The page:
Kazakhstan’s Air Astana airline has filed a lawsuit in the US against Embraer alleging that the E190-E2 jets it operates have flaws that make them “unsafe to fly.”
The lawsuit, filed in the Supreme Court of Manhattan, seeks compensation of $11.9 million for the leasing of five aircraft of the model, from the Brazilian company’s newest series of commercial aircraft.
According to Air Astana’s lawyers, the lawsuit is intended “to recover damages suffered by Air Astana after it was constrained to suspend operations of a fleet of regional jet aircraft manufactured by Embraer, leaving a fleet of brand-new aircraft parked and empty on the ground , because those planes were unsafe to fly”.
For the Kazakhstan company, “E2s operated by Air Astana have experienced complex, in-flight failures that transferred across the aircraft’ operating systems. Those sorts of multiple, linked system failures are sometimes colloquially called ‘cascading’ failures. The unacceptable in- flight issues described below, including the cascading failures described in detail, constituted compensable breaches of obligations owed to Air Astana.”
Among the issues reported are failures in wing anti-ice systems, problems with cabin pressurization that led to the activation of oxygen masks, cabin smoke warning, hydraulic pump failure, altitude changes without crew intervention and failures in the activation of the slats on six occasions.
Air Astana also stated that it had been forced to suspend operations with the E2s since December 15, 2020 and that they would remain grounded.
“Only airline that suspended use of E2 aircraft”
Embraer released a statement in which it categorically denies Air Asanta’s accusations. The company “denies that it breached any obligations to Air Astana and will vigorously defend against all claims asserted.”
According to the Brazilian planmaker, in November 2020, one of the E190-E2 experienced a technical issue with a component. “While issues such as this occasionally occur, at no point did this constitute an immediate safety risk and the aircraft landed safely,” said Embraer.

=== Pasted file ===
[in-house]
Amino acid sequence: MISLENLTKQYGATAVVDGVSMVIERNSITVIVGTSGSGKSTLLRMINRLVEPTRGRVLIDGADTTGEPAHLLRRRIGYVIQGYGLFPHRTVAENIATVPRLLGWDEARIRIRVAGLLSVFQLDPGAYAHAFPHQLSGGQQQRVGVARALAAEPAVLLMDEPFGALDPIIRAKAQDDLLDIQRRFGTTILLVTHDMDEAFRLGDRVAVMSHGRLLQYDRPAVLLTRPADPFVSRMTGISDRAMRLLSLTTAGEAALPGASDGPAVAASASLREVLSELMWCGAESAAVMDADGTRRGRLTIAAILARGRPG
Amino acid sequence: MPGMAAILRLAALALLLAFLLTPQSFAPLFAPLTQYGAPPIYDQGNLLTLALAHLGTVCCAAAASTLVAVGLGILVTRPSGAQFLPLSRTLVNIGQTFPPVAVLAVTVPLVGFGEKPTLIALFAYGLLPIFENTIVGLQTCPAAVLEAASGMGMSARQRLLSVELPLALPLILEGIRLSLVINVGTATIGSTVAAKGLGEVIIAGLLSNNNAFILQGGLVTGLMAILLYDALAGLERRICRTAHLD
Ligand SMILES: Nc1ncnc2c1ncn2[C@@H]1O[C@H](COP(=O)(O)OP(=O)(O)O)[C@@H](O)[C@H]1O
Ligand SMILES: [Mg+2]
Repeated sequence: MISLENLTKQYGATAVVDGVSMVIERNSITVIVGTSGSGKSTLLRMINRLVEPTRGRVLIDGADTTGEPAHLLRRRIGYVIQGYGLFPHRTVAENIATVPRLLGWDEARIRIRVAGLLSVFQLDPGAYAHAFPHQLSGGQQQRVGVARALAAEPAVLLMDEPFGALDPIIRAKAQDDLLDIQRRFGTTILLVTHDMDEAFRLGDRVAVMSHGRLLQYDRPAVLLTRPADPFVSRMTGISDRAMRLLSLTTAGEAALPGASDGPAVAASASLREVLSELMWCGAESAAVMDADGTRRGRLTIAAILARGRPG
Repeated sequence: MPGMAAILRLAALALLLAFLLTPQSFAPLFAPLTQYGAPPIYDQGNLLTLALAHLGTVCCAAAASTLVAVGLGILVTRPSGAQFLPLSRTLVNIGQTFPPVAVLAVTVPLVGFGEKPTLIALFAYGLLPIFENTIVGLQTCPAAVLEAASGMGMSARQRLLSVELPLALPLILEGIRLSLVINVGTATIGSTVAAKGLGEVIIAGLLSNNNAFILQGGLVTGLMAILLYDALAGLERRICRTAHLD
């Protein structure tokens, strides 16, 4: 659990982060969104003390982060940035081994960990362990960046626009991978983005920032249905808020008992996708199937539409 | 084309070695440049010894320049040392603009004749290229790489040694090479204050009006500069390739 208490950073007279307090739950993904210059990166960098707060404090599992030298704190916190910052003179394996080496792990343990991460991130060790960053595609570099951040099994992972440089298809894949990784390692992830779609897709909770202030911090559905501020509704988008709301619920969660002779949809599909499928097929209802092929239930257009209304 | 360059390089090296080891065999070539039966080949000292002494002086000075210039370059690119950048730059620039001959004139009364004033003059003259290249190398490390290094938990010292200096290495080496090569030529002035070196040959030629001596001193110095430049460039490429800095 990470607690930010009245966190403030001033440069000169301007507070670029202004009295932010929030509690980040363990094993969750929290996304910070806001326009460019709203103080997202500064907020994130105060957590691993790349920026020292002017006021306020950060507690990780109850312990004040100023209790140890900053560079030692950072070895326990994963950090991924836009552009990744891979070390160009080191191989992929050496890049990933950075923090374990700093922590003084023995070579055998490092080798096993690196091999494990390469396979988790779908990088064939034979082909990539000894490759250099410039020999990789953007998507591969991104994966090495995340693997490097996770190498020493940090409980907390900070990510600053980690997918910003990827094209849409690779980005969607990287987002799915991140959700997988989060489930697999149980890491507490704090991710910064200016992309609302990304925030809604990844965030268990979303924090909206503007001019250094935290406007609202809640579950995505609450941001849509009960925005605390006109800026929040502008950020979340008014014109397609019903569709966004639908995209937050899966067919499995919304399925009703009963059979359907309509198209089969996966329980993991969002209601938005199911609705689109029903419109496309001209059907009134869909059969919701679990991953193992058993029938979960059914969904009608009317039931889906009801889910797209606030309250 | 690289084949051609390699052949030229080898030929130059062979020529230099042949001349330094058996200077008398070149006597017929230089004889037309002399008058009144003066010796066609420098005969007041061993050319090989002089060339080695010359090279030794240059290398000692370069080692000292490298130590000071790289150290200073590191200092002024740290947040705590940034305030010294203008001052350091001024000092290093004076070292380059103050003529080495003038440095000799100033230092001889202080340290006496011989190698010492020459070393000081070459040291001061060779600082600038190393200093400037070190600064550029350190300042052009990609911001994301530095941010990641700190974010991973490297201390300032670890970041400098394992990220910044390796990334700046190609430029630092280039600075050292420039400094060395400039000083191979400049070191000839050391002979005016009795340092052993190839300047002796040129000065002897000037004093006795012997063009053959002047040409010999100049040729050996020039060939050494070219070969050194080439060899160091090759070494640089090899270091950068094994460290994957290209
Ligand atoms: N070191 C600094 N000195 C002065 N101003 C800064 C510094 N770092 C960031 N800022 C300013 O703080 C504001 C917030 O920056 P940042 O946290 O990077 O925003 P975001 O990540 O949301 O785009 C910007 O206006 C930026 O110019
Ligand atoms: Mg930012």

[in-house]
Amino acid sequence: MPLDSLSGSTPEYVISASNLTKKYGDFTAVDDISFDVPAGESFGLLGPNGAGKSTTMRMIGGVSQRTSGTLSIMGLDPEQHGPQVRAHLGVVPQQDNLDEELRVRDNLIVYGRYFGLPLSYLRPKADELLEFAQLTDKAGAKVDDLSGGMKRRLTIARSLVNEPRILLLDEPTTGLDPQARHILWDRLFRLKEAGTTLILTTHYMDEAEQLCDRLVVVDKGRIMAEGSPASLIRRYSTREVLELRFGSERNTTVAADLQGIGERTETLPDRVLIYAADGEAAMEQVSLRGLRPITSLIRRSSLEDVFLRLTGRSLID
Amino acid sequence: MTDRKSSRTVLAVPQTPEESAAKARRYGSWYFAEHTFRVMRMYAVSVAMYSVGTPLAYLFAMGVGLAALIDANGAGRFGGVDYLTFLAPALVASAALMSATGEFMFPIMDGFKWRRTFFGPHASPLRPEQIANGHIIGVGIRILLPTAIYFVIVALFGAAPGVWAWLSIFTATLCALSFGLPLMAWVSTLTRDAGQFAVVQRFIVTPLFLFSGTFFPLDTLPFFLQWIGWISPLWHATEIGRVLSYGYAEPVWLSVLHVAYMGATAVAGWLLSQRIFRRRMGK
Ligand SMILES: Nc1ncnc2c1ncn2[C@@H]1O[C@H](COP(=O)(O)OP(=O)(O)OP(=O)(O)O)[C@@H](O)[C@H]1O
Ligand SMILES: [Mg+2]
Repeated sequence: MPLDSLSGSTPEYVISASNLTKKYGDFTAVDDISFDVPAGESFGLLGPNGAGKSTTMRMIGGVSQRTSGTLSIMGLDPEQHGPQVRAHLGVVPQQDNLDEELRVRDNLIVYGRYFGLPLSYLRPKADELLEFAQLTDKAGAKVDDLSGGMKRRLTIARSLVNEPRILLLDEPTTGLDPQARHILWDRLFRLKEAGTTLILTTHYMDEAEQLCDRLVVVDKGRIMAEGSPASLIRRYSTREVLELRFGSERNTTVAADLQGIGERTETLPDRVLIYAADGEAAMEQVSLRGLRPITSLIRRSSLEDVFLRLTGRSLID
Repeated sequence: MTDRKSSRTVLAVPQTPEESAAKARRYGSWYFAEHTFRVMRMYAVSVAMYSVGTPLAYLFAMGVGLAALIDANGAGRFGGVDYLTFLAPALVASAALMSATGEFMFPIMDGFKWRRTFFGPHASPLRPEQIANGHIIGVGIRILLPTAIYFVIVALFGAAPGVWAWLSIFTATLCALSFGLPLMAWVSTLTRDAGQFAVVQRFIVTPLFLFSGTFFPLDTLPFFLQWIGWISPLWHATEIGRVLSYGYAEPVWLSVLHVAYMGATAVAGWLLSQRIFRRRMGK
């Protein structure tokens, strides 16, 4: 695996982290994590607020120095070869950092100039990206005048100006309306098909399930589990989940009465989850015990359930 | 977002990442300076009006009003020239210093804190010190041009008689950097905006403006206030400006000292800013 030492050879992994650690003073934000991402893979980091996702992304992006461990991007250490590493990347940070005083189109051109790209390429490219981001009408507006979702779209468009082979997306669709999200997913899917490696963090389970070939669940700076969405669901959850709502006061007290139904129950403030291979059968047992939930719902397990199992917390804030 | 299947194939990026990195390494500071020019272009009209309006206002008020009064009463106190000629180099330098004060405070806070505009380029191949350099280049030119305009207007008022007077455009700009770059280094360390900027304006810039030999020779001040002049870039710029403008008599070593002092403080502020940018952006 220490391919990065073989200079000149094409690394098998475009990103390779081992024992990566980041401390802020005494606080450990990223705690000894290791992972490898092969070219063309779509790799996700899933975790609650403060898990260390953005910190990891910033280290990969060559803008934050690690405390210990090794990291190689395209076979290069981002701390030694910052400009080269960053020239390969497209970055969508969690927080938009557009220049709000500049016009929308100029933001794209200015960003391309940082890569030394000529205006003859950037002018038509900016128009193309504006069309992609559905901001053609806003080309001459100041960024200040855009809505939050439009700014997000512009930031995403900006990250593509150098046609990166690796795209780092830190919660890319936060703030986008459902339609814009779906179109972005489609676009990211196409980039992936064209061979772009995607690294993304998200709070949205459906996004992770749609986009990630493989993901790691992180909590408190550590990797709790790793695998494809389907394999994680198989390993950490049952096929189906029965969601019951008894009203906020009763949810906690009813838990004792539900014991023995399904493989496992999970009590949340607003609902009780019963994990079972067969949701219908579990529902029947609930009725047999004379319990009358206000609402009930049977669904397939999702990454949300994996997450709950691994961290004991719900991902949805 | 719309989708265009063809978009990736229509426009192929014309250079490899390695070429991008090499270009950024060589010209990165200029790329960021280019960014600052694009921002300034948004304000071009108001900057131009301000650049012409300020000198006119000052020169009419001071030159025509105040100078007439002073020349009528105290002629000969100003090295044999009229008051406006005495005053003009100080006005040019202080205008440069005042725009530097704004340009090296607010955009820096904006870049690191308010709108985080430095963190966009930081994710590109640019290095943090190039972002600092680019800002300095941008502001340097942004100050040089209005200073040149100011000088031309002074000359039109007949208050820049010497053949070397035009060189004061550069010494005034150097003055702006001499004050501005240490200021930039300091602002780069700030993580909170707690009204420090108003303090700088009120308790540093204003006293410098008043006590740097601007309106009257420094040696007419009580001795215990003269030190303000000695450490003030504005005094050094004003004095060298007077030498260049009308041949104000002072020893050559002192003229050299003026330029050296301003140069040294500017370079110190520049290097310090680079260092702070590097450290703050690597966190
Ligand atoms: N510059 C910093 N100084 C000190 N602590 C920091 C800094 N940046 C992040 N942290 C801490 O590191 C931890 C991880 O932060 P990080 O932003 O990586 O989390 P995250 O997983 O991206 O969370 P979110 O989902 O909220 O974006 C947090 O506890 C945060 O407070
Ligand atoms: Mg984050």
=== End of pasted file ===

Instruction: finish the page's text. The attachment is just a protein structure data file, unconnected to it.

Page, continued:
The company puzzled Air Astana’s stance since the standard procedure in cases like this is to inform the component supplier and the aviation authorities. An Information Bulletin is then issued that determines the replacement in a shorter time than expected for all operators.
Instead, the Kazakhstan carrier took the “unilateral decision to suspend aircraft operations”, explains Embraer, which also revealed that Air Astana did so for a temporary period and soon resumed flights with the E190-E2.
“Safety is the number one priority for Embraer. Embraer recognizes that this is a hugely challenging time for our industry, and it has and will continue to assist all operators as much as possible in these difficult times,” the company said.
Embraer has a reputation for going ‘above and beyond’ in service to its customers, and the company has already dedicated many resources to assist Air Astana. Nonetheless, Embraer looks forward to presenting its case in court.”
First aircraft in December 2018
Air Astana has received five E190-E2 jets starting in December 2018 via lease from the AerCap company. The airline has been an Embraer customer since 2011 when it received the first E190.
According to ADS-B records, two E190-E2s are flying regularly, P4-KHA and P4-KHB registrations, while the others have the most recent flight record as of December last year.
There are currently 17 E190-E2 delivered, mostly with Helvetic Airways (8). Air Kiribati operates one aircraft and Wideroe, the launch customer of the model, another three aircraft.